Happy Walks in Devon


Son announced that Boris was going to make a speech, so we all sat in front of the television and waited. We (like much of the English population) waited for quite a long time because either someone was stuck in the washroom or they were discussing what to say, or the presentation wasn’t ready. Eventually Boris and his backup crew appeared, and another Lockdown was announced, beginning on Wednesday at midnight. Did that mean we had to go home early?

We pondered the ethics of pretending we hadn’t seen the news bulletin, whilst searching online for further details. Eventually we found details on the government website, which stated that people already on holiday did not have to return home early, but they did have to obey local lockdown rules wherever they were living. Phew! Holiday of basically enjoying the cottage with views and walks along the cliffs could continue.

I didn’t much enjoy one walk, which involved scrabbling up the side of a mountain/hill. It was very steep, and as I struggled to follow Husband (who always strides ahead and forgets he has a wife at times like this) I knew that I would never be able to walk down the same way. Walking down is much harder, because my knees hurt, and my eyes see the sheer slope before me and tell my brain that I am about to fall to my death, at which point dodgy knees give up completely and I am unable to move. But we were going up, so that wasn’t so bad.

Unfortunately, when we got to the top of the mountain/hill, there did not appear to be an easy route down the other side. The way forward was just as sheer. I considered sliding down on my bottom. Then I noticed tyre tracks. There was no way a vehicle could have driven down those slopes, so even though the tracks went up, I followed them. The tracks led up the mountain, then curved back towards the town. We found an easier way down, and a curved round seat for wives with didgy knees to rest on.

My feet are not really this big!

One lovely walk was to Morte Point. We left old dog at home (because her poor legs wouldn’t make it) and son at home (because he had to work) and set off along the coastal path. The first thing of interest we saw was a waterfall which should have been plummeting down the rockface, but due to the wind it was flowing up into the air and falling onto the cliff. It looked like very localised rain. There were also cows, the bovine equivalent of Shetland ponies as they had shaggy coats and they were short. I went and told them about my latest Greek lesson (because my family have refused to listen to any more interesting Greek facts).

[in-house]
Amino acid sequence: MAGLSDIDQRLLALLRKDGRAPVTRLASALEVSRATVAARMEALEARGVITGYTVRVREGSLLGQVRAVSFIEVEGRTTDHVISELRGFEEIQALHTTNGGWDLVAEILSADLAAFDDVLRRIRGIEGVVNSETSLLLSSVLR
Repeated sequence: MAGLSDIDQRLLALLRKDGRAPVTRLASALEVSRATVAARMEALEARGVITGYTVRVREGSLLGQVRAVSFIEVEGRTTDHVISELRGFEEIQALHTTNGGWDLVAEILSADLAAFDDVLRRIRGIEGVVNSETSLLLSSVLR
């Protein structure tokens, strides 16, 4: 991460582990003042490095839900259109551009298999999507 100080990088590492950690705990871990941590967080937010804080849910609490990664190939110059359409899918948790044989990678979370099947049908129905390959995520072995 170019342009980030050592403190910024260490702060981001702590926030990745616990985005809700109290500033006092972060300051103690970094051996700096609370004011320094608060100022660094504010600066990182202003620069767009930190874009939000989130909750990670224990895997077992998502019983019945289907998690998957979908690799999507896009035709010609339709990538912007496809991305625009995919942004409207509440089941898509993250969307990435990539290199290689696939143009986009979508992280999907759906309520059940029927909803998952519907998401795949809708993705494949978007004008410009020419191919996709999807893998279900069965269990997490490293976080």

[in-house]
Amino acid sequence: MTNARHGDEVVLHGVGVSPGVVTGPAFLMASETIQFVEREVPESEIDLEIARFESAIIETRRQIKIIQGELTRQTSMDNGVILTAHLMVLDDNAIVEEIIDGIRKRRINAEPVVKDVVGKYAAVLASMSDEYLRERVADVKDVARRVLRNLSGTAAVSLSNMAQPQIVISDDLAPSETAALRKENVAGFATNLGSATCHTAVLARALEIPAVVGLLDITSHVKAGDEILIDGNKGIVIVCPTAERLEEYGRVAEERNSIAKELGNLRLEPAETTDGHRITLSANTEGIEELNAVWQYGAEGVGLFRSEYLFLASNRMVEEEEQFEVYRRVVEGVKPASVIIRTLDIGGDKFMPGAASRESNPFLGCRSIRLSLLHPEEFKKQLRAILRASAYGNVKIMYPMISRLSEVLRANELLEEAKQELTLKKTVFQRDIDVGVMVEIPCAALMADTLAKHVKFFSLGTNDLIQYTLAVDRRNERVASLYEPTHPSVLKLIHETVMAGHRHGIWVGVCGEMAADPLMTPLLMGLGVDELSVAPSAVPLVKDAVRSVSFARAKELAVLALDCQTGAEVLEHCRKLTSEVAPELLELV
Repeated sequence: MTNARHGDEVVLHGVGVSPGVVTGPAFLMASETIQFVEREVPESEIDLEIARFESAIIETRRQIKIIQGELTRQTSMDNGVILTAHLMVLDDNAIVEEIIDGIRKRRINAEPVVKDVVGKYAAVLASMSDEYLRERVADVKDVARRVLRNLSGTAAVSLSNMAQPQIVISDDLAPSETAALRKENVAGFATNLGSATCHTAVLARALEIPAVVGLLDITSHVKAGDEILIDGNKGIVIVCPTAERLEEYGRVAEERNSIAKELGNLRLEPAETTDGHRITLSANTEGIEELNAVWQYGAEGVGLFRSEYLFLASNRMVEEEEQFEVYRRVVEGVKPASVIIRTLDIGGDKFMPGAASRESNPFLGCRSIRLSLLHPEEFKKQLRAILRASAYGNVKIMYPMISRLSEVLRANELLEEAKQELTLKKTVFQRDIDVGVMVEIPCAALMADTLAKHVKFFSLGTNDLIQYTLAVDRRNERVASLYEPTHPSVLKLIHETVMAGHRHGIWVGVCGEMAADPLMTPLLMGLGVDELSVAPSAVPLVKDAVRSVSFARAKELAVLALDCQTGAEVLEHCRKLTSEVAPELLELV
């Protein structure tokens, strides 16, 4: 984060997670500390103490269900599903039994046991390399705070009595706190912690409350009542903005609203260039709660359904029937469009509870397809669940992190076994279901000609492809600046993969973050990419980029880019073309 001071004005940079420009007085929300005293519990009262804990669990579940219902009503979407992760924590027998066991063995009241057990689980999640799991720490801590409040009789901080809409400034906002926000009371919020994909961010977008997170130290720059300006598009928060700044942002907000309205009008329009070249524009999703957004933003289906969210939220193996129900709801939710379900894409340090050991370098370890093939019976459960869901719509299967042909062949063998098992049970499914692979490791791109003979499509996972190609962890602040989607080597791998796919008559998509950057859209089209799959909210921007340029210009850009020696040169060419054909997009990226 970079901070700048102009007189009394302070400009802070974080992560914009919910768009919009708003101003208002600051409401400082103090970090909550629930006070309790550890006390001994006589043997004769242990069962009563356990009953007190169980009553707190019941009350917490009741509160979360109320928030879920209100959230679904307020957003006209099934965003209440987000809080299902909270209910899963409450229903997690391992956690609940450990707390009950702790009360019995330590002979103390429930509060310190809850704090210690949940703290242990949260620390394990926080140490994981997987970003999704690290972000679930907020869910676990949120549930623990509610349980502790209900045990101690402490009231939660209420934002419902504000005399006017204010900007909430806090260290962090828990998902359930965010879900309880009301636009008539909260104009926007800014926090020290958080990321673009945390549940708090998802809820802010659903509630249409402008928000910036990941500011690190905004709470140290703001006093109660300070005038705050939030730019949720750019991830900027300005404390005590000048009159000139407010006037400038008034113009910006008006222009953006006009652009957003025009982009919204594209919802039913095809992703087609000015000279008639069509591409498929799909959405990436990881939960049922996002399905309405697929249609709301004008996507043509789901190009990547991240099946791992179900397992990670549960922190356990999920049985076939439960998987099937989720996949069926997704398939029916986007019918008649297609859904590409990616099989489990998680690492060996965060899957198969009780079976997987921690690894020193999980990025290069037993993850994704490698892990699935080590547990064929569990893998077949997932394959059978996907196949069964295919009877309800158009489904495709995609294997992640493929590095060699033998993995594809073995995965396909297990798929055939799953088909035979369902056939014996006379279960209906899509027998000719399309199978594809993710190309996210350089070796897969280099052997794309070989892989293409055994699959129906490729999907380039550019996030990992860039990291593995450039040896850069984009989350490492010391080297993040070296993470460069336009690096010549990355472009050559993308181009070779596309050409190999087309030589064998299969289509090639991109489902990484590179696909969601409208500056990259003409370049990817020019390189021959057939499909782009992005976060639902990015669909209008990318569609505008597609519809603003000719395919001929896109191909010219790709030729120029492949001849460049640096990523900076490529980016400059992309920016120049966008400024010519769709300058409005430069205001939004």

Cow enjoying facts about Greek. It stayed for a remarkably long time before pooping and walking away. I think the breed is Belted Galloway. They all had a white ‘saddle’ and a shaggy coat.

The walk to Morte Point was fairly easy, and although there were areas that the path went very near the cliff edge, it was possible to walk very fast and not look down, so even someone who doesn’t like heights managed it. I had read that there are often seals and cormorants on this bit of coast, but we didn’t see any on our first trip. Later in the week we returned with son, and there was a seal bobbing near the rocks, peering up at us, like a nosey Labrador puppy! We sat on rocks smoothed by waves, and looked out to sea. As we left, we saw two cormorants, drying their wings in the sunshine and ignoring us. They are quite big, black-winged birds, and I don’t think I have ever seen them in England before.

Further along the coast we saw foam drifting up from the beach. When I peered over the edge of the cliff, the sea was covered in bubbles of creamy foam, and when the wind caught it the foam floated up like bubble bath, to coat the cliffs above. There was a cove—Gunta Beach—that we could climb down to. We sat for a while, listening to the tiny waterfalls running down the cliff, and the sea whooshing over the rocks, and it was perfect.

Our last walk was to the lighthouse at Bull Point. It’s not possible to go into the lighthouse, but we could stand and look at it and imagine all the ships in times gone by that have crashed on the rocks below. It was built in 1879 and is one of those lighthouses that are very disappointing as a child, because all their height comes from the cliff, and they are squat buildings with a light rather than a tall slim structure like the ones in picture books.

On Saturday, we came home. The drive was very smooth because all the traffic was safely locked down at home. We will continue the lockdown safely at our own house. I hope you are safe too.

Take care, and thank you for reading.

Love, Anne x

Anne E. Thompson
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